I said in one of my posts earlier this week that I felt like Dobbs could become the Dak Prescott of this draft class. He’s mature and has good size, pretty good arm strength, and runs very well. He even majored in aerospace engineering at Tennessee, so he’s clearly very smart and should have no problem picking up the Steelers’ system. He’s also walking into a good situation in Pittsburgh. It’s an organization with a culture of winning, he can learn from future Hall of Famer Ben Roethlisberger, and has a good quarterback coach to help develop him in Todd Haley.

Northwestern Wildcats linebacker Anthony Walker (18) runs off the first during the first half of the game against the Eastern Illinois Panthers at Ryan Field. Mandatory Credit: Caylor Arnold-USA TODAY Sports

LB Anthony Walker, Indianapolis Colts
Round: 5 Pick: 161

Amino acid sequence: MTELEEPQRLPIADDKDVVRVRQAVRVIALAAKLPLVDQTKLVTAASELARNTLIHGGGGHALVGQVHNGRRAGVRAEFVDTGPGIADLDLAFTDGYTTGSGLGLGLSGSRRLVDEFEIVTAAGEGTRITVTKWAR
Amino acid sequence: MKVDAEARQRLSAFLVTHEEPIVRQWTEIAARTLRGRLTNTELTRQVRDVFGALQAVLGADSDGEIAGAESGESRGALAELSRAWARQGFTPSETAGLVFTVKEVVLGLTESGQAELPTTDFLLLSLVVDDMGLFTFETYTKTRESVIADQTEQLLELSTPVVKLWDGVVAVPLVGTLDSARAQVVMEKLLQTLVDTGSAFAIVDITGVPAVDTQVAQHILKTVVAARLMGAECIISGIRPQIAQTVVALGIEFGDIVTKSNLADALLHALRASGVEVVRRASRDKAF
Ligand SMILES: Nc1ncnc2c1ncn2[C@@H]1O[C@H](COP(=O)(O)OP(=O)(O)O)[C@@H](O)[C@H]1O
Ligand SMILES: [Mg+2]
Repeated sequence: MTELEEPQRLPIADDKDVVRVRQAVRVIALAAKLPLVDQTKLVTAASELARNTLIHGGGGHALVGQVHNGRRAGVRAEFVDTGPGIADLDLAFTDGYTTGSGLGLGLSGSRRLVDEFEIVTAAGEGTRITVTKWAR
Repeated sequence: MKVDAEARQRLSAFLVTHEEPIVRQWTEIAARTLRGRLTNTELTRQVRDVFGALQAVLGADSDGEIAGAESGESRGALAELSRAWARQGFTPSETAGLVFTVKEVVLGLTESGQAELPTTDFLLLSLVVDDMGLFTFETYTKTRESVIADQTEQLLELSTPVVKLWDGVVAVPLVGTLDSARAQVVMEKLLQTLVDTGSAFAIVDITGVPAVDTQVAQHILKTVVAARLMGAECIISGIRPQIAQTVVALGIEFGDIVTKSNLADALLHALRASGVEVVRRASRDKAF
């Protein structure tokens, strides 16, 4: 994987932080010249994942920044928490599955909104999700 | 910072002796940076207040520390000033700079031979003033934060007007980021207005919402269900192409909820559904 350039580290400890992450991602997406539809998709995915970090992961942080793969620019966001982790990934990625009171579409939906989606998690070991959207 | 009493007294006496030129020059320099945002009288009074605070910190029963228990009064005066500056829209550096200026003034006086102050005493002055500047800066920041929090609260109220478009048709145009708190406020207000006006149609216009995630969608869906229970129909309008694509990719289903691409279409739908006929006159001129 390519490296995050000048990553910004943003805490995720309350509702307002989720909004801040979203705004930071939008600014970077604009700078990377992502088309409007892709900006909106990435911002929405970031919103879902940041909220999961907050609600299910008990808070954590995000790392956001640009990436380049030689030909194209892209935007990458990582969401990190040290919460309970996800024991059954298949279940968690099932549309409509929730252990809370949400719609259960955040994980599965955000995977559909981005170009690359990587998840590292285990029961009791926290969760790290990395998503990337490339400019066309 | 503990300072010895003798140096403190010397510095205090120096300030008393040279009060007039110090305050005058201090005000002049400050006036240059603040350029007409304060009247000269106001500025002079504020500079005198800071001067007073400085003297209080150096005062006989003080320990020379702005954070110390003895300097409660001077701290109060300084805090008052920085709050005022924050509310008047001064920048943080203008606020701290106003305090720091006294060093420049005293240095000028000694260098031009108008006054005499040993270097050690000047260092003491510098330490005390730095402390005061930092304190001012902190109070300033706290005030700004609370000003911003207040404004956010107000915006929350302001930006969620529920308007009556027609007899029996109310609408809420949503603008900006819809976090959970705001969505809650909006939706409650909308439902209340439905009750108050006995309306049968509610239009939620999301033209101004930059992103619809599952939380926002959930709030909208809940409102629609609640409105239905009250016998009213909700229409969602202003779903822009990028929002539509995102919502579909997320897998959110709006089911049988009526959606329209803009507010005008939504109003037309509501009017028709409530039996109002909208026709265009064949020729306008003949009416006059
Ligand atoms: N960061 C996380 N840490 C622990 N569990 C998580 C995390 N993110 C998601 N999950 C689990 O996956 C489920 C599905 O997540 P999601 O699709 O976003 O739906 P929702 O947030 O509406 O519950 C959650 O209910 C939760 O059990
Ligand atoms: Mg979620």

Walker started two full seasons and tallied over 200 tackles in college. No other linebacker that was drafted in the first four rounds accomplished both of those feats except Raekwon McMillan, Zach Cunningham, and Jalen Reeves-Maybin. Walker is an excellent downhill tackler with good size and speed. Indianapolis has been dying for a player like this to step in at inside linebacker. He probably isn’t going to be on the field for passing downs, but he should immediately help improve the Colts’ run defense – which has ranked in the bottom half of the league in that category since 2007.

Drake tight end Eric Saubert runs after making a catch. (Google images)

TE Eric Saubert, Atlanta Falcons
Round: 5 Pick: 174